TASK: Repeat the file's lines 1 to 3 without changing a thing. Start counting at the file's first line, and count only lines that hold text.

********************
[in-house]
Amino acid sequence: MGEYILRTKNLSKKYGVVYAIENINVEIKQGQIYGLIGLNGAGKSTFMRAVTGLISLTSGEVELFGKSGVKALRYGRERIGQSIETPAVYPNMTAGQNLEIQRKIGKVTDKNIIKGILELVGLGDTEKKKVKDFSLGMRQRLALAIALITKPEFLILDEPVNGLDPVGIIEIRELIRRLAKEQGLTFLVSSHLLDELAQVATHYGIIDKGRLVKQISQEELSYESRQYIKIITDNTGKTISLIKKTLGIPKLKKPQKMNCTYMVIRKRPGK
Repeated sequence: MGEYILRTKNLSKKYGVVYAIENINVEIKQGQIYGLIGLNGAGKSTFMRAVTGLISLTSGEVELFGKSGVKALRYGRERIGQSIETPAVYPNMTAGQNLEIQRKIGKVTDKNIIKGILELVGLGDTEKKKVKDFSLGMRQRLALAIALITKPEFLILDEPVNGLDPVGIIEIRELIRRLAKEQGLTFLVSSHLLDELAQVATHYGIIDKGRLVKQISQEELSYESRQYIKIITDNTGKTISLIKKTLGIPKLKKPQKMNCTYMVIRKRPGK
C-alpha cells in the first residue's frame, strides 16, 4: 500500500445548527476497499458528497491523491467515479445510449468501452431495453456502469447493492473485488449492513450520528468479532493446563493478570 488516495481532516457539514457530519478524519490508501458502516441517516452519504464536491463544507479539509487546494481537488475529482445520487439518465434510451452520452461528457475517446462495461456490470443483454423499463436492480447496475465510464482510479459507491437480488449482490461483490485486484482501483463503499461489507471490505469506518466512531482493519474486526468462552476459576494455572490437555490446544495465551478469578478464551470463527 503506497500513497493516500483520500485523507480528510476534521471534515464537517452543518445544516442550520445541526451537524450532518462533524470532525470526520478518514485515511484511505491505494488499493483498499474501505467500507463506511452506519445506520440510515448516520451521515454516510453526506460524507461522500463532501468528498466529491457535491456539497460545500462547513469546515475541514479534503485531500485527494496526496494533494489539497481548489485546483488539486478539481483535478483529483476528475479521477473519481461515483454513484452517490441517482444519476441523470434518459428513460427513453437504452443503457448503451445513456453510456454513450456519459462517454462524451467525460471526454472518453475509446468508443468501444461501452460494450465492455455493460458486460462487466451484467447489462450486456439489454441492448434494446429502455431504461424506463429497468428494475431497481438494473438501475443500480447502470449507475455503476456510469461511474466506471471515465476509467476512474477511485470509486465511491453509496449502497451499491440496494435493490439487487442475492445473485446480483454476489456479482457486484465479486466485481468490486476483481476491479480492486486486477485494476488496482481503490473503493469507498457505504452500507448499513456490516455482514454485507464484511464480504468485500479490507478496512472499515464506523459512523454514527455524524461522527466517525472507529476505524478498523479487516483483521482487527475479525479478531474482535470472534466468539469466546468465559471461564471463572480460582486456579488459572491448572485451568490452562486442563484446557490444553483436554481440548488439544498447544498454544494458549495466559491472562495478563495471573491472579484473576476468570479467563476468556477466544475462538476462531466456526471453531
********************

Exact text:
[in-house]
Amino acid sequence: MGEYILRTKNLSKKYGVVYAIENINVEIKQGQIYGLIGLNGAGKSTFMRAVTGLISLTSGEVELFGKSGVKALRYGRERIGQSIETPAVYPNMTAGQNLEIQRKIGKVTDKNIIKGILELVGLGDTEKKKVKDFSLGMRQRLALAIALITKPEFLILDEPVNGLDPVGIIEIRELIRRLAKEQGLTFLVSSHLLDELAQVATHYGIIDKGRLVKQISQEELSYESRQYIKIITDNTGKTISLIKKTLGIPKLKKPQKMNCTYMVIRKRPGK
Repeated sequence: MGEYILRTKNLSKKYGVVYAIENINVEIKQGQIYGLIGLNGAGKSTFMRAVTGLISLTSGEVELFGKSGVKALRYGRERIGQSIETPAVYPNMTAGQNLEIQRKIGKVTDKNIIKGILELVGLGDTEKKKVKDFSLGMRQRLALAIALITKPEFLILDEPVNGLDPVGIIEIRELIRRLAKEQGLTFLVSSHLLDELAQVATHYGIIDKGRLVKQISQEELSYESRQYIKIITDNTGKTISLIKKTLGIPKLKKPQKMNCTYMVIRKRPGK